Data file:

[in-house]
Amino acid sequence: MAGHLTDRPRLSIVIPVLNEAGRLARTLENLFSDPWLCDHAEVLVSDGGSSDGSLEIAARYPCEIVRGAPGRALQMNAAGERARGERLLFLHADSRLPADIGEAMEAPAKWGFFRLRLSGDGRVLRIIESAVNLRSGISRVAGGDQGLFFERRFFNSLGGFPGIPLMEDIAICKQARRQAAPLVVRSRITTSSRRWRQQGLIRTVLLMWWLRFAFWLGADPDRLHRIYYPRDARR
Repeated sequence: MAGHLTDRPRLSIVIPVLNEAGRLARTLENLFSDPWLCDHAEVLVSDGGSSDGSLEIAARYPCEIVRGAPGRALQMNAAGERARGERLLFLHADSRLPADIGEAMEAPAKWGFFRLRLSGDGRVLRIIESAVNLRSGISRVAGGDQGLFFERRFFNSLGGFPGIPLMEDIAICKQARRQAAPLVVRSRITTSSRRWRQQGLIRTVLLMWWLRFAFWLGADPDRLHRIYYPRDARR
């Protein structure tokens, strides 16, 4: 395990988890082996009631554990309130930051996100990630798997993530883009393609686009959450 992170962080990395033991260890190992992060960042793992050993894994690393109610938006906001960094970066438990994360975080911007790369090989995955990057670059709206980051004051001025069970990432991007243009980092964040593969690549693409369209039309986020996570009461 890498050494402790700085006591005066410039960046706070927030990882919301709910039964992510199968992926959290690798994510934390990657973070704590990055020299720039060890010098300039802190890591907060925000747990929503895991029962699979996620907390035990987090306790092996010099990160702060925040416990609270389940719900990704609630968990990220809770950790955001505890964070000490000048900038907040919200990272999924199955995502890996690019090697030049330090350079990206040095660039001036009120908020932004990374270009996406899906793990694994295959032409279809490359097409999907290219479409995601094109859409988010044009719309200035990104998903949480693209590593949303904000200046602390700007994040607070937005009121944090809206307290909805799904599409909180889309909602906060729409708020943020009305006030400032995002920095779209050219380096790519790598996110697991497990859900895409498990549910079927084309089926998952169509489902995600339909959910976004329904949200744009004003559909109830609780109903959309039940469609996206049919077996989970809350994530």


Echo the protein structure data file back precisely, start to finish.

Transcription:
[in-house]
Amino acid sequence: MAGHLTDRPRLSIVIPVLNEAGRLARTLENLFSDPWLCDHAEVLVSDGGSSDGSLEIAARYPCEIVRGAPGRALQMNAAGERARGERLLFLHADSRLPADIGEAMEAPAKWGFFRLRLSGDGRVLRIIESAVNLRSGISRVAGGDQGLFFERRFFNSLGGFPGIPLMEDIAICKQARRQAAPLVVRSRITTSSRRWRQQGLIRTVLLMWWLRFAFWLGADPDRLHRIYYPRDARR
Repeated sequence: MAGHLTDRPRLSIVIPVLNEAGRLARTLENLFSDPWLCDHAEVLVSDGGSSDGSLEIAARYPCEIVRGAPGRALQMNAAGERARGERLLFLHADSRLPADIGEAMEAPAKWGFFRLRLSGDGRVLRIIESAVNLRSGISRVAGGDQGLFFERRFFNSLGGFPGIPLMEDIAICKQARRQAAPLVVRSRITTSSRRWRQQGLIRTVLLMWWLRFAFWLGADPDRLHRIYYPRDARR
């Protein structure tokens, strides 16, 4: 395990988890082996009631554990309130930051996100990630798997993530883009393609686009959450 992170962080990395033991260890190992992060960042793992050993894994690393109610938006906001960094970066438990994360975080911007790369090989995955990057670059709206980051004051001025069970990432991007243009980092964040593969690549693409369209039309986020996570009461 890498050494402790700085006591005066410039960046706070927030990882919301709910039964992510199968992926959290690798994510934390990657973070704590990055020299720039060890010098300039802190890591907060925000747990929503895991029962699979996620907390035990987090306790092996010099990160702060925040416990609270389940719900990704609630968990990220809770950790955001505890964070000490000048900038907040919200990272999924199955995502890996690019090697030049330090350079990206040095660039001036009120908020932004990374270009996406899906793990694994295959032409279809490359097409999907290219479409995601094109859409988010044009719309200035990104998903949480693209590593949303904000200046602390700007994040607070937005009121944090809206307290909805799904599409909180889309909602906060729409708020943020009305006030400032995002920095779209050219380096790519790598996110697991497990859900895409498990549910079927084309089926998952169509489902995600339909959910976004329904949200744009004003559909109830609780109903959309039940469609996206049919077996989970809350994530």